Black Mirror: Fifteen Million Merits

There are a lot of deep and complex messages in this episode. It was also full of dark and subversive imagery, and carries with that imagery a level of ambivalence and ambiguity that was both frustrating and brilliant. In short, this was an amazing hour of television.

What a fierce and brave take on the decline of social interaction. Personally, I don't care for social media. It feels false to me, like little tidbits of life packaged in ways that make us think we are getting something real. This episode captures that feeling completely. That our digital avatar defines us for the rest of the world. That life is nothing more than rote actions without any meaningful outcome. That as a society, we simply consume the entertainment we are given, without much thought to what that entertainment is.

Could we devolve to a point where we have no real money, and all of our actions are just clicks of 'like' or 'dislike' or 'yes' or 'no'? Technology has already progressed to a point where a lot of the things depicted in this episode are dangerously close to being real. Not that this kind of dystopia is all that possible. Like all great sci-fi, this was just an interesting allegorical vision of the road we might be on with our current technology, and how it might ultimately affect our society.

Our main protagonist, Bingham 'Bing' Madsen (Daniel Kaluuya), was a reflection of the numbness this kind of society would create. His boredom and his intentional disconnect from the people around him, was such a stark and blatant symbol of what was wrong with this world, that he works well as our primary character. The episode plays almost like satire, until he meets Abi Khan (Jessica Brown Findlay) and his lack of external emotions changes completely.

Bing's immediate reaction to her was more than just a sudden change of expression; it was also in his body language and posture, as if suddenly he had something bright to look forward to, something, or rather someone, real. Abi seemed to fix something fundamental in Bing, who clearly craved a life beyond the banal and monotonous routine he had been forced to live. It's clear that his life until the point he meets her had been a facade, a numb mask hiding his true feelings.

Abi for her part comes across as sweet, intelligent, and a touch naive. She clearly likes him, and they have a nice uncomplicated chemistry. Their relationship (if you can call it that) was sweet, but was it real? Can people become romantically attached in that world? Are relationships allowed? Marriage? Kids? Can they have a life together? Or is the only possibility for them to try out for Hotshot? Even when he explains where he got his money (the untimely death of his brother six months earlier), he shows almost no real emotion. Does this mean that family no longer matters? But that idea doesn't entirely work, because Abi mentions her family with a bit more fondness. She talks of a song passed down from mother to daughter, and that might just be the most real thing in this entire episode.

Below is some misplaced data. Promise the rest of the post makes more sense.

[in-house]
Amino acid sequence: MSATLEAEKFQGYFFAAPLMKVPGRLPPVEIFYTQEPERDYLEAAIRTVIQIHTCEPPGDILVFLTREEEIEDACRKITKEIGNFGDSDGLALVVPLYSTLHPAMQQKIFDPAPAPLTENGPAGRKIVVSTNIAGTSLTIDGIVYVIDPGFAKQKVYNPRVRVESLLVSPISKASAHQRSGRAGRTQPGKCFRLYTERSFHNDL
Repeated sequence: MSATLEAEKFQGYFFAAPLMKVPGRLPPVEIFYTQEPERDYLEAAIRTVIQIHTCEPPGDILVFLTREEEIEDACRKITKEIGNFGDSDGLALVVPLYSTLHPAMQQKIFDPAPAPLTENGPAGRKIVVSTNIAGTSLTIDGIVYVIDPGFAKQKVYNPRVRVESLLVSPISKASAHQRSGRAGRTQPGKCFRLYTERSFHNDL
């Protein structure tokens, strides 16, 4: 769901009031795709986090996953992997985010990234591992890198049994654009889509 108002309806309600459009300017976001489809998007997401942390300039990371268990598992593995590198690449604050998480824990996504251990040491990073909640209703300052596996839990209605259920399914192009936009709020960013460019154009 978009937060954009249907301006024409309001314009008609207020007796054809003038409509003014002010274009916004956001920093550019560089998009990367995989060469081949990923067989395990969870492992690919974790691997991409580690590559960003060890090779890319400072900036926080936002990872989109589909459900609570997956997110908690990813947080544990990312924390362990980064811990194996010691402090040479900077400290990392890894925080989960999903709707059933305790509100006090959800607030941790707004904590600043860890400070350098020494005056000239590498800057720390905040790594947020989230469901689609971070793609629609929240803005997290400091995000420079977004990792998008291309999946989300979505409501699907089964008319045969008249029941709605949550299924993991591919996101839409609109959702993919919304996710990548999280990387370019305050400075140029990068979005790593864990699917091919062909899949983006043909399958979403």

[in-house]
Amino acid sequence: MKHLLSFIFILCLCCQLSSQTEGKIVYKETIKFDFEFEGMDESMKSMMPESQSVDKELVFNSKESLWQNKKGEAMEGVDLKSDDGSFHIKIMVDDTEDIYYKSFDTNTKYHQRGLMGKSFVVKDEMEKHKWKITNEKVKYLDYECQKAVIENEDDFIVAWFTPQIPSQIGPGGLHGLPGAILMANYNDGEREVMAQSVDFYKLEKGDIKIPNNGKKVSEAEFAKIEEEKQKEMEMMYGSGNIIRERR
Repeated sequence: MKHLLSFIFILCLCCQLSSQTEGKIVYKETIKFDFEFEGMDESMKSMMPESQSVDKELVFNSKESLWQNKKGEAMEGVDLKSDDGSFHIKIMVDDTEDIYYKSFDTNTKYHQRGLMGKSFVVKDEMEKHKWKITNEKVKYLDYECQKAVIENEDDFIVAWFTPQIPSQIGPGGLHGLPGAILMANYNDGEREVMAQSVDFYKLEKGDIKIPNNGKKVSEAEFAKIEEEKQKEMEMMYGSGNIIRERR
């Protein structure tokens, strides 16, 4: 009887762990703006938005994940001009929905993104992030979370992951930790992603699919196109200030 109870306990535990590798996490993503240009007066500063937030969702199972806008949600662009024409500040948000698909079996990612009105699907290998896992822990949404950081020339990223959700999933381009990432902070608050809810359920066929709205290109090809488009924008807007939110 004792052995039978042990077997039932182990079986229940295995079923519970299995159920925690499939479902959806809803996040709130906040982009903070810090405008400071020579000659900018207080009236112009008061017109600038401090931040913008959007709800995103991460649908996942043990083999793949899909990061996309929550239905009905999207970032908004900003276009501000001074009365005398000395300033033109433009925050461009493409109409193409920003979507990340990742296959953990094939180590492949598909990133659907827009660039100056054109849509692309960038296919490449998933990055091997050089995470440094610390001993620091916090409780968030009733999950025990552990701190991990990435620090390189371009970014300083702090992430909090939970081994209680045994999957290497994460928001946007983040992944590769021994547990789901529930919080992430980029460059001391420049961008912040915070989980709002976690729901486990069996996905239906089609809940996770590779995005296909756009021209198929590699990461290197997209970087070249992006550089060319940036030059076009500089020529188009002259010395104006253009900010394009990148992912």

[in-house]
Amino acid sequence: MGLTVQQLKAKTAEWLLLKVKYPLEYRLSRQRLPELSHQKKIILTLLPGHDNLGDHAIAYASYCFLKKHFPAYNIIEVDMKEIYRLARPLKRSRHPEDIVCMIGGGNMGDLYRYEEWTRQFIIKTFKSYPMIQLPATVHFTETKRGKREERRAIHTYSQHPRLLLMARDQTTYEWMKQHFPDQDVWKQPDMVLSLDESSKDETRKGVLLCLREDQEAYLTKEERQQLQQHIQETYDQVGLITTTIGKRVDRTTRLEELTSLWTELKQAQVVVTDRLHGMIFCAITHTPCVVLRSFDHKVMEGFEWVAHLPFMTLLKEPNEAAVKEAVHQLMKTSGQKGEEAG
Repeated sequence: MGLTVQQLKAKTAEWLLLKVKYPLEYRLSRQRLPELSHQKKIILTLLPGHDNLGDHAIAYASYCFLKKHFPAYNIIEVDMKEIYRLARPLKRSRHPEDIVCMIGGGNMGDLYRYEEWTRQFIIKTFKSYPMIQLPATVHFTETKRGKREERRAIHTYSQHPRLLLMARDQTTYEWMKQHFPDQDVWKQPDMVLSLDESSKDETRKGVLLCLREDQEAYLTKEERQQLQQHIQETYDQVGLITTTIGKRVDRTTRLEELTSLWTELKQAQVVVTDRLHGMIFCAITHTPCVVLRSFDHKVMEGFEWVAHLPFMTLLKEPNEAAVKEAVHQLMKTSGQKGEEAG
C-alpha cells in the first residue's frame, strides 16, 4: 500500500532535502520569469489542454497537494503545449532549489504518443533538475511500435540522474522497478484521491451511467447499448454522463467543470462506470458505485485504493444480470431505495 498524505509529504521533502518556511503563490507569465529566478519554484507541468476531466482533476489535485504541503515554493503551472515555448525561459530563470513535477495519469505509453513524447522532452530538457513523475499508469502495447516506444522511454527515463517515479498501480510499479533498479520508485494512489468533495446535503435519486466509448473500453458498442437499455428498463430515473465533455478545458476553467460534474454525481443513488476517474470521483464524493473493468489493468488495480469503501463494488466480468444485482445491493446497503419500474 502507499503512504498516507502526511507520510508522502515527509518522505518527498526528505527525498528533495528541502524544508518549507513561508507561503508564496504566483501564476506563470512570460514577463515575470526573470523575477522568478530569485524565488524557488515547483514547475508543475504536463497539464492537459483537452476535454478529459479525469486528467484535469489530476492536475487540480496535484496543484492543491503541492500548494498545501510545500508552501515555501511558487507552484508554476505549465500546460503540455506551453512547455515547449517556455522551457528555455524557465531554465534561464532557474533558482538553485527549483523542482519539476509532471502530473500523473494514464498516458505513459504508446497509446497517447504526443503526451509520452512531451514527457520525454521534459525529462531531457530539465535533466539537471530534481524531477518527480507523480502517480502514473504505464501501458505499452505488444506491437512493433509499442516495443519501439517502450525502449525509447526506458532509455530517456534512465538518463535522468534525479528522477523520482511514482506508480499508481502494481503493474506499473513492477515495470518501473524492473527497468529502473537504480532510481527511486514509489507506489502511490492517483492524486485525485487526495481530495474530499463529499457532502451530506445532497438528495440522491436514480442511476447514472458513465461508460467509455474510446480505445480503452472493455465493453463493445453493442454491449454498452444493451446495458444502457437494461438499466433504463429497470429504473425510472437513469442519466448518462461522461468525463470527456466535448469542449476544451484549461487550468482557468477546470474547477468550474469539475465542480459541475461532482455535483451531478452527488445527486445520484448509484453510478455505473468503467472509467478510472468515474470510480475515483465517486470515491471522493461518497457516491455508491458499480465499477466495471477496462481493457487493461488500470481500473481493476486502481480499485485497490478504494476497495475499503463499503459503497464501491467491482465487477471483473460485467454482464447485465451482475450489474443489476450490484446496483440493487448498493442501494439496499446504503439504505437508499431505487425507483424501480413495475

That song was beautiful too, and her voice while singing it was haunting. It wasn't perfect, she's a decent singer but nothing super special. But I could totally see how Bing saw her differently. I think he latched on to her singing because it was pure, genuine. The question is; why Bing was willing to throw his brother's legacy to her without much of a second thought. I guess to him it felt right. Until, of course, it turned ugly.

Abi's audition scene was horrifying. Her performance was beautiful and tragic, and in the next moment she was torn down and railroaded into utter humiliation. From that moment on Abi was lost, a broken shell. It wasn't the sexual component so much that did it, although it was for Bing, but that brightness had been extinguished.  Even in that first interview before her first performance, something was already missing.

The rest of the episode was all emotionally uphill, from that awful moment where Bing was forced to watch her first performance because he couldn't afford to dismiss it anymore, to his brutal speech about the stagnant state of the world. It was all heart wrenching. Except that in the end, nothing really mattered. Abi was lost, and Bing sold out. Sure, he had a monument to her in his lavish and stark black and white apartment, with that wooden penguin. But for the most part, Bing didn't change a thing. There was no Big Brother watching and controlling. Even his dissenting opinion was rolled up into the entertainment cycle like a shock jock keeping things just a bit real in a world of artificial emotions.

Bits:

There were several people the episode focused on, and the most interesting aspect of these secondary characters was how much the events of the episode had no effect on them at all.  Even the woman who had a crush on Bing didn't change in the slightest.